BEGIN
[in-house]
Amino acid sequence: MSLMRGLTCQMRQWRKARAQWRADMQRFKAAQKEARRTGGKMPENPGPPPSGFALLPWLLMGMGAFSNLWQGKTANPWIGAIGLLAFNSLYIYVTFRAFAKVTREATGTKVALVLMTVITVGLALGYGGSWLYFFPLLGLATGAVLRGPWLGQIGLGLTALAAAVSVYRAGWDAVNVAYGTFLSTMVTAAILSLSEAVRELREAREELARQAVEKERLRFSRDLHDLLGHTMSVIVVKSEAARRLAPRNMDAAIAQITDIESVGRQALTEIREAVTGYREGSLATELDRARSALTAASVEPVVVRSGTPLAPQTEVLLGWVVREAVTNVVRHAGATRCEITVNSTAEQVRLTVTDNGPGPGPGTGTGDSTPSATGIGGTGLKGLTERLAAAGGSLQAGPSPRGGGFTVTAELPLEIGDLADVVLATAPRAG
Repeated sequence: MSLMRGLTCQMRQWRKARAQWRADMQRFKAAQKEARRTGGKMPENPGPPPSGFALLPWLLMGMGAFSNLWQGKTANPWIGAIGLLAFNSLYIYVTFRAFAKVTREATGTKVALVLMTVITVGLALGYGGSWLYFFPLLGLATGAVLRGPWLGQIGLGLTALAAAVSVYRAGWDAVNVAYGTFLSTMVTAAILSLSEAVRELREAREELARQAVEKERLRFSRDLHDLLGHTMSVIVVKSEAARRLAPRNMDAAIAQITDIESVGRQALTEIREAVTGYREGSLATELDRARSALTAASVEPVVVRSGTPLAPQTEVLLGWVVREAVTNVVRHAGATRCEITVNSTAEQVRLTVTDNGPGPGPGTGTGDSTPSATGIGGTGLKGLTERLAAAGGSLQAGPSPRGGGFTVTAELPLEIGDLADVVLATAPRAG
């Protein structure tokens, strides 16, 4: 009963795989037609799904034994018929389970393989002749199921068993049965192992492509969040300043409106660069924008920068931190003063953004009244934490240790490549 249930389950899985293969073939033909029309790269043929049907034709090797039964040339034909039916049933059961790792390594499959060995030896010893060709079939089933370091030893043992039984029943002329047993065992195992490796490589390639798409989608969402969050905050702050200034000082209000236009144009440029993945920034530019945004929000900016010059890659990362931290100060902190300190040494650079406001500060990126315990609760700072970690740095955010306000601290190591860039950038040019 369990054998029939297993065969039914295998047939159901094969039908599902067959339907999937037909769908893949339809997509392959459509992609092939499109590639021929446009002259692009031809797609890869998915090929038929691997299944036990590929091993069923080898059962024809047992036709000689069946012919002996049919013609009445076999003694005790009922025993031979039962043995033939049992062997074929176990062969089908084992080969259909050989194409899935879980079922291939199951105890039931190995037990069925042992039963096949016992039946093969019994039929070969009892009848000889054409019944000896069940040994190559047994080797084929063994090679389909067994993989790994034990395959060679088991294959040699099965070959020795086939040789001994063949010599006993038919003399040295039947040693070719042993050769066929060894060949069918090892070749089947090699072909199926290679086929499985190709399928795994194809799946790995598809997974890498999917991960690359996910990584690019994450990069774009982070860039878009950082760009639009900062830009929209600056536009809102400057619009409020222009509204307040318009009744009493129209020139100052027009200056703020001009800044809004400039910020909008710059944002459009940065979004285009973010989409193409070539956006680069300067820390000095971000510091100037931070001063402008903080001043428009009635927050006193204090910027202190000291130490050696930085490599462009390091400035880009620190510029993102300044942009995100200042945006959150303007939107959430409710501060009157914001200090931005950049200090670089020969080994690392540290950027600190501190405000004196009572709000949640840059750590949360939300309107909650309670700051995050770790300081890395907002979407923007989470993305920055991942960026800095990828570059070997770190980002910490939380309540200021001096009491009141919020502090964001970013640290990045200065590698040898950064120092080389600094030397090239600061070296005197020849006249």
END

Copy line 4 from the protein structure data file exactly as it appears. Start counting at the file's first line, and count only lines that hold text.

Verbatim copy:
């Protein structure tokens, strides 16, 4: 009963795989037609799904034994018929389970393989002749199921068993049965192992492509969040300043409106660069924008920068931190003063953004009244934490240790490549 249930389950899985293969073939033909029309790269043929049907034709090797039964040339034909039916049933059961790792390594499959060995030896010893060709079939089933370091030893043992039984029943002329047993065992195992490796490589390639798409989608969402969050905050702050200034000082209000236009144009440029993945920034530019945004929000900016010059890659990362931290100060902190300190040494650079406001500060990126315990609760700072970690740095955010306000601290190591860039950038040019 369990054998029939297993065969039914295998047939159901094969039908599902067959339907999937037909769908893949339809997509392959459509992609092939499109590639021929446009002259692009031809797609890869998915090929038929691997299944036990590929091993069923080898059962024809047992036709000689069946012919002996049919013609009445076999003694005790009922025993031979039962043995033939049992062997074929176990062969089908084992080969259909050989194409899935879980079922291939199951105890039931190995037990069925042992039963096949016992039946093969019994039929070969009892009848000889054409019944000896069940040994190559047994080797084929063994090679389909067994993989790994034990395959060679088991294959040699099965070959020795086939040789001994063949010599006993038919003399040295039947040693070719042993050769066929060894060949069918090892070749089947090699072909199926290679086929499985190709399928795994194809799946790995598809997974890498999917991960690359996910990584690019994450990069774009982070860039878009950082760009639009900062830009929209600056536009809102400057619009409020222009509204307040318009009744009493129209020139100052027009200056703020001009800044809004400039910020909008710059944002459009940065979004285009973010989409193409070539956006680069300067820390000095971000510091100037931070001063402008903080001043428009009635927050006193204090910027202190000291130490050696930085490599462009390091400035880009620190510029993102300044942009995100200042945006959150303007939107959430409710501060009157914001200090931005950049200090670089020969080994690392540290950027600190501190405000004196009572709000949640840059750590949360939300309107909650309670700051995050770790300081890395907002979407923007989470993305920055991942960026800095990828570059070997770190980002910490939380309540200021001096009491009141919020502090964001970013640290990045200065590698040898950064120092080389600094030397090239600061070296005197020849006249």